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HANCOCK v. BOARD OF TAX ASSESSORS OF HARRIS COUNTY et al.
25866.
FELTON, Justice.
Tax appeal; constitutional question. Harris Superior Court. Before Judge Davis.
Ga. L. 1969, p. 942, amending Code Ann. 92-6912 (Ga. L. 1913, pp. 123, 127, as amended) so as to provide an appeal to the superior court from the decision of arbitrators, does not make that statute violative of the equal protection or due-process clauses of the Georgia Constitution, Art. I, See. I, Par. II and Par. III (Code Ann. 2-102, 2-103) on the ground that the taxpayer is denied an appeal when the difference between the valuations of the board of tax assessors and of the arbitrators does not exceed $1,000.
Code Ann. 92-6912 was held to be constitutional even before the 1969 amendment provided for such appeal. McGregor v. Hogan, 263 U. S. 234 (44 SC 50, 68 LE 282); Vestal v. Edwards, 143 Ga. 368 (1) (85 SE 187); Barnes v. Watson, 148 Ga. 822 (2) (98 SE 500). The right of appeal in Georgia is not absolute. Fife. v. Johnston, 225 Ga. 447 (169 SE2d 167). There is no section of the Constitution which specifically provides for an appeal. Smith v. Duggan, 153 Ga. 463, 467 (112 SE 458). The State Constitution provides that the superior courts shall have appellate jurisdiction in such cases as the General Assembly may by law provide. Const., Art. VI, Sec. IV, Par. IV (Code Ann. 2-3904). Furthermore, the Constitution gives the General Assembly the authority to enact laws placing conditions upon appeals. Fife v. Johnston, supra. The due process clause does not "guarantee to the citizen of the State any particular form or method of State procedure. Its requirements are satisfied if he has reasonable notice and opportunity to be heard, and to present his claim or defense, due regard being had to the nature of the proceeding and the character of the rights which may be affected by it." Zorn v. Walker, 206 Ga. 181 (2) (56 SE2d 511) and cit. This question has been considered by the Court of Civil Appeals in Texas, where it was held: "Even if the right thus given may appear to be more beneficial to the defendant than to the plaintiff, such fact would not operate to deny the equal protection of the law, within the meaning of the constitutional guaranty. It has often been determined that a statute does not deny equal protection merely because certain persons may derive special benefits, where all persons within its purview are subject to like conditions." (Emphasis supplied.) Beacon Lumber Co. v. Brown, 14 SW2d 1022 (Texas Civ. App., 1929). See also Brown v. Grant, 119 SW2d 185 (Texas Civ. App. 1938); Keils v. Waldron, 240 SW2d 788 (Texas Civ. App., 1951). The condition placed by the General Assembly upon appeals in this statute is imposed equally on both parties.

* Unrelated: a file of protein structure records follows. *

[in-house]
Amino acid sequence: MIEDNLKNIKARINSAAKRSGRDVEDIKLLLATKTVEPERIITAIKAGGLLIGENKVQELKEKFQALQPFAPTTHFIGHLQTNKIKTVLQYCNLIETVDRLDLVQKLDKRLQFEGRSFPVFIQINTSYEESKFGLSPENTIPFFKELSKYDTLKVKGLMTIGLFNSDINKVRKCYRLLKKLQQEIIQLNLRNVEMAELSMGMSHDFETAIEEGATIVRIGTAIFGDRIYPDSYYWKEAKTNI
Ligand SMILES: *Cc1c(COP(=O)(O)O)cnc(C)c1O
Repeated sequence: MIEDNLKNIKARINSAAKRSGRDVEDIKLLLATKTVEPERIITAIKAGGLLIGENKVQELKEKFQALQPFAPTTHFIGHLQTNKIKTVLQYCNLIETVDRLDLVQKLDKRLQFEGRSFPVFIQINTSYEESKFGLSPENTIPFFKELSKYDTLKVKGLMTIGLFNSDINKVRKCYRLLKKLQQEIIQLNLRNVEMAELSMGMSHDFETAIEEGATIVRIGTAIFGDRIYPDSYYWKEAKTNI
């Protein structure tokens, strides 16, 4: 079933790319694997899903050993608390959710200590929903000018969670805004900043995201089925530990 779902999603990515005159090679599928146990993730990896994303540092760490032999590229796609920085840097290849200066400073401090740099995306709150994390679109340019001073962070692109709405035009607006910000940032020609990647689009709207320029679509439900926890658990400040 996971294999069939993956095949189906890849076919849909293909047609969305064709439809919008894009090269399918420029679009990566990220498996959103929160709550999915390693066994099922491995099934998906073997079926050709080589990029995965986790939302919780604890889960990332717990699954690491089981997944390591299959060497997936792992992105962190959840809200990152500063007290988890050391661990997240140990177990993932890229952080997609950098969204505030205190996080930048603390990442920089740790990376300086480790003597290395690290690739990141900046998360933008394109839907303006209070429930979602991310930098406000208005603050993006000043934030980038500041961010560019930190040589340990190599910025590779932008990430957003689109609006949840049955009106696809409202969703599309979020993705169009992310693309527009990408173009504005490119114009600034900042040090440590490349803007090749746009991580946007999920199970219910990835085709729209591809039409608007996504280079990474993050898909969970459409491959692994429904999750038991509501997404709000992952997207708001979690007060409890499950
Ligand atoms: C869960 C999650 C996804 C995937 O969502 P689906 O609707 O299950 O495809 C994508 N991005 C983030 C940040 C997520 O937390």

Therefore, the trial court did not err in its order overruling the appellant Harris County taxpayer's motion, based on the above constitutional attacks, to dismiss the appeal of the appellee, Board of Tax Assessors of Harris County, from the decision of arbitrators assessing appellant's taxable property in that county at a figure lower than the board's assessment.
W. B. Steis, Arthur K. Bolton, Attorney General, Harold N. Hill, Jr., Executive Assistant Attorney General, William L. Harper, H. Perry Michael, Assistant Attorneys General, for appellees.
E. Mullins Whisnant, for appellant.
SUBMITTED JUNE 8, 1970 -- DECIDED JULY 9, 1970.
Friday May 22 16:46 EDT


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